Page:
US4495264A - Electrophotographic photosensitive member comprising disazo compound - Google Patents

Electrophotographic photosensitive member comprising disazo compound Download PDF

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US4495264A
US4495264A US06589343 US58934384A US4495264A US 4495264 A US4495264 A US 4495264A US 06589343 US06589343 US 06589343 US 58934384 A US58934384 A US 58934384A US 4495264 A US4495264 A US 4495264A
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photosensitive member
electrophotographic photosensitive
charge
layer
substituted
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Hideyuki Takahashi
Shozo Ishikawa
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Canon Inc
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Canon Inc
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    • CCHEMISTRY; METALLURGY
    • C09DYES; PAINTS; POLISHES; NATURAL RESINS; ADHESIVES; MISCELLANEOUS COMPOSITIONS; MISCELLANEOUS APPLICATIONS OF MATERIALS
    • C09BORGANIC DYES OR CLOSELY-RELATED COMPOUNDS FOR PRODUCING DYES, e.g. PIGMENTS; MORDANTS; LAKES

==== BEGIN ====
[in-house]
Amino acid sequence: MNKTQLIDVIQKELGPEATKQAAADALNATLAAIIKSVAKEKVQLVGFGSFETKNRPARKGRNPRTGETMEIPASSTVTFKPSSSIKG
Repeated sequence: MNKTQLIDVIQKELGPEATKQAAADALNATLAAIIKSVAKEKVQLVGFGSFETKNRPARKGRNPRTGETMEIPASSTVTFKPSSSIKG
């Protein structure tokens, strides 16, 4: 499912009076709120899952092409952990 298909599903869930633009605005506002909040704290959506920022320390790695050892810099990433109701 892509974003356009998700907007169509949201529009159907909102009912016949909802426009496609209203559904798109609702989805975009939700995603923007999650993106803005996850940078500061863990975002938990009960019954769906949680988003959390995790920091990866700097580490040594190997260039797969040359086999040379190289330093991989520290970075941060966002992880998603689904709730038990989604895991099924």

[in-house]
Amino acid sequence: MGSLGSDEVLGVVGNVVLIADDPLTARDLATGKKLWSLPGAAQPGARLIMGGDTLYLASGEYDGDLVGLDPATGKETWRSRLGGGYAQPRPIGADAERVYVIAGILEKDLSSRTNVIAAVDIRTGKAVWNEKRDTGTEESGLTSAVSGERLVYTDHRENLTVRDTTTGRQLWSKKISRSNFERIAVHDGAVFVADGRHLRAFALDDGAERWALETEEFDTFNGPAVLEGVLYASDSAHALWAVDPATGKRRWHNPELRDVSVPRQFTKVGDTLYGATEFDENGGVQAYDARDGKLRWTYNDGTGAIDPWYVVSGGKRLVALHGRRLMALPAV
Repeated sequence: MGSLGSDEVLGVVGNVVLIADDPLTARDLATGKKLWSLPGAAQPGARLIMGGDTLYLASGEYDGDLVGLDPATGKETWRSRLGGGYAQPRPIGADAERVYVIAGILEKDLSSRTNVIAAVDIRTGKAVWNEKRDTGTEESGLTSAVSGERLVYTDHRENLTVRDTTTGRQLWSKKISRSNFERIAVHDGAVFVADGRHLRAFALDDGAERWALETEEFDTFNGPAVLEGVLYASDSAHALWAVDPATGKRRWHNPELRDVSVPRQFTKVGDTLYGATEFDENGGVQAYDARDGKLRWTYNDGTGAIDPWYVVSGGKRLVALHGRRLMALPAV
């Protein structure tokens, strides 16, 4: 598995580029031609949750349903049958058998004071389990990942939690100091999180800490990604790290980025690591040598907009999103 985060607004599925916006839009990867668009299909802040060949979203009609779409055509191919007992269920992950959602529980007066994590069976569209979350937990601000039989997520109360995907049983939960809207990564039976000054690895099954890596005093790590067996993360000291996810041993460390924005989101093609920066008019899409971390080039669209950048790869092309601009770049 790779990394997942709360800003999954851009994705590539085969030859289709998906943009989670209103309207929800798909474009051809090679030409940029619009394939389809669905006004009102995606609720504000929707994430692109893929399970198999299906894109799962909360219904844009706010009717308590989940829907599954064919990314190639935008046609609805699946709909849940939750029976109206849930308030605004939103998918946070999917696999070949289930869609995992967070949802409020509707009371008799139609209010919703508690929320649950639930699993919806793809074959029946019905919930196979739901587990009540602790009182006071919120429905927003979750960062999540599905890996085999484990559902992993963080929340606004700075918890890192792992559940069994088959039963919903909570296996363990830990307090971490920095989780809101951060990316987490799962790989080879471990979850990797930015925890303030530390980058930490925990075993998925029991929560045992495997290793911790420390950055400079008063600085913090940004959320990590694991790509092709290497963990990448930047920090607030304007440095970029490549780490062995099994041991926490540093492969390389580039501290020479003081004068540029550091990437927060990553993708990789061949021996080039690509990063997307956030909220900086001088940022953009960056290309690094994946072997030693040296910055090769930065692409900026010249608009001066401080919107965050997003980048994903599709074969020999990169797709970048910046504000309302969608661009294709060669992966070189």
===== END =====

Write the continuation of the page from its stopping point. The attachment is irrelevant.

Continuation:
• C09B35/00Disazo and polyazo dyes of the type A<-D->B prepared by diazotising and coupling
    • C09B35/02Disazo dyes
    • C09B35/039Disazo dyes characterised by the tetrazo component
    • CCHEMISTRY; METALLURGY
    • C09DYES; PAINTS; POLISHES; NATURAL RESINS; ADHESIVES; MISCELLANEOUS COMPOSITIONS; MISCELLANEOUS APPLICATIONS OF MATERIALS
    • C09BORGANIC DYES OR CLOSELY-RELATED COMPOUNDS FOR PRODUCING DYES, e.g. PIGMENTS; MORDANTS; LAKES
    • C09B35/00Disazo and polyazo dyes of the type A<-D->B prepared by diazotising and coupling
    • C09B35/02Disazo dyes
    • C09B35/021Disazo dyes characterised by two coupling components of the same type